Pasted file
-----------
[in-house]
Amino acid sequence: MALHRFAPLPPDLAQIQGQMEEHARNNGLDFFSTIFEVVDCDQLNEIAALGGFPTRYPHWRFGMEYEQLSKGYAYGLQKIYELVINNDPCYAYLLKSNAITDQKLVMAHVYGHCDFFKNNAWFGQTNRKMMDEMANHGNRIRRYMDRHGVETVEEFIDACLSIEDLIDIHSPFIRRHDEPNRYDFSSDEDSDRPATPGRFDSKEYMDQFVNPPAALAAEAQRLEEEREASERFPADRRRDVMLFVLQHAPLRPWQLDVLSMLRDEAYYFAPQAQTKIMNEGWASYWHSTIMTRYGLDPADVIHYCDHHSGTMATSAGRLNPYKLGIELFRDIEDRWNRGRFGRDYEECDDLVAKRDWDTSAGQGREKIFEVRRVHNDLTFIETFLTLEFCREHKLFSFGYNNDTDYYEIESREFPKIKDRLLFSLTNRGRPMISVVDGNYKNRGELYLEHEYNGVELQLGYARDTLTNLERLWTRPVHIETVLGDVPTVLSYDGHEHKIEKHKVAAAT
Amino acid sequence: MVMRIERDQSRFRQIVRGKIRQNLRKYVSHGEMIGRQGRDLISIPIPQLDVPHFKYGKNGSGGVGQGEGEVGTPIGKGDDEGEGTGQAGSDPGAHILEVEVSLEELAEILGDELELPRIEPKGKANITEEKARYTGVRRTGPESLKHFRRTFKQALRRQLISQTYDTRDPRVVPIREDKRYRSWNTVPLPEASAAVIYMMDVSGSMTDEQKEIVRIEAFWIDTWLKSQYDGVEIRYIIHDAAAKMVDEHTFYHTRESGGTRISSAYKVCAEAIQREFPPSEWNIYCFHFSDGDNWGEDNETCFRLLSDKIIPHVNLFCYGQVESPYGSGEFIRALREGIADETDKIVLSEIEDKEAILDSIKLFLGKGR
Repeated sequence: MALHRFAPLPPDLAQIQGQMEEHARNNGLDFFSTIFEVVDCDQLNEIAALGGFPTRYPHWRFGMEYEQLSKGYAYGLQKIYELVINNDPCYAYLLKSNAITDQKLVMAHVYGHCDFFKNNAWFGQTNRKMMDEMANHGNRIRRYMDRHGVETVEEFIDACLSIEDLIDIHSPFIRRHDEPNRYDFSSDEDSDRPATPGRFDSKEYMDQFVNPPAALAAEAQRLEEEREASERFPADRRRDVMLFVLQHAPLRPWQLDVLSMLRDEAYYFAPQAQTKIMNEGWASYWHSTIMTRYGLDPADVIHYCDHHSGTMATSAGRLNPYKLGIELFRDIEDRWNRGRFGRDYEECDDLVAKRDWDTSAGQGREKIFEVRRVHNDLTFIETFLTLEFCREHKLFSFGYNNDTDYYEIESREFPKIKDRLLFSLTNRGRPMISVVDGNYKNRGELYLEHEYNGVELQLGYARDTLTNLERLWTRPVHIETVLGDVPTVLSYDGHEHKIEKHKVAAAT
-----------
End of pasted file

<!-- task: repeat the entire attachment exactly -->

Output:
[in-house]
Amino acid sequence: MALHRFAPLPPDLAQIQGQMEEHARNNGLDFFSTIFEVVDCDQLNEIAALGGFPTRYPHWRFGMEYEQLSKGYAYGLQKIYELVINNDPCYAYLLKSNAITDQKLVMAHVYGHCDFFKNNAWFGQTNRKMMDEMANHGNRIRRYMDRHGVETVEEFIDACLSIEDLIDIHSPFIRRHDEPNRYDFSSDEDSDRPATPGRFDSKEYMDQFVNPPAALAAEAQRLEEEREASERFPADRRRDVMLFVLQHAPLRPWQLDVLSMLRDEAYYFAPQAQTKIMNEGWASYWHSTIMTRYGLDPADVIHYCDHHSGTMATSAGRLNPYKLGIELFRDIEDRWNRGRFGRDYEECDDLVAKRDWDTSAGQGREKIFEVRRVHNDLTFIETFLTLEFCREHKLFSFGYNNDTDYYEIESREFPKIKDRLLFSLTNRGRPMISVVDGNYKNRGELYLEHEYNGVELQLGYARDTLTNLERLWTRPVHIETVLGDVPTVLSYDGHEHKIEKHKVAAAT
Amino acid sequence: MVMRIERDQSRFRQIVRGKIRQNLRKYVSHGEMIGRQGRDLISIPIPQLDVPHFKYGKNGSGGVGQGEGEVGTPIGKGDDEGEGTGQAGSDPGAHILEVEVSLEELAEILGDELELPRIEPKGKANITEEKARYTGVRRTGPESLKHFRRTFKQALRRQLISQTYDTRDPRVVPIREDKRYRSWNTVPLPEASAAVIYMMDVSGSMTDEQKEIVRIEAFWIDTWLKSQYDGVEIRYIIHDAAAKMVDEHTFYHTRESGGTRISSAYKVCAEAIQREFPPSEWNIYCFHFSDGDNWGEDNETCFRLLSDKIIPHVNLFCYGQVESPYGSGEFIRALREGIADETDKIVLSEIEDKEAILDSIKLFLGKGR
Repeated sequence: MALHRFAPLPPDLAQIQGQMEEHARNNGLDFFSTIFEVVDCDQLNEIAALGGFPTRYPHWRFGMEYEQLSKGYAYGLQKIYELVINNDPCYAYLLKSNAITDQKLVMAHVYGHCDFFKNNAWFGQTNRKMMDEMANHGNRIRRYMDRHGVETVEEFIDACLSIEDLIDIHSPFIRRHDEPNRYDFSSDEDSDRPATPGRFDSKEYMDQFVNPPAALAAEAQRLEEEREASERFPADRRRDVMLFVLQHAPLRPWQLDVLSMLRDEAYYFAPQAQTKIMNEGWASYWHSTIMTRYGLDPADVIHYCDHHSGTMATSAGRLNPYKLGIELFRDIEDRWNRGRFGRDYEECDDLVAKRDWDTSAGQGREKIFEVRRVHNDLTFIETFLTLEFCREHKLFSFGYNNDTDYYEIESREFPKIKDRLLFSLTNRGRPMISVVDGNYKNRGELYLEHEYNGVELQLGYARDTLTNLERLWTRPVHIETVLGDVPTVLSYDGHEHKIEKHKVAAAT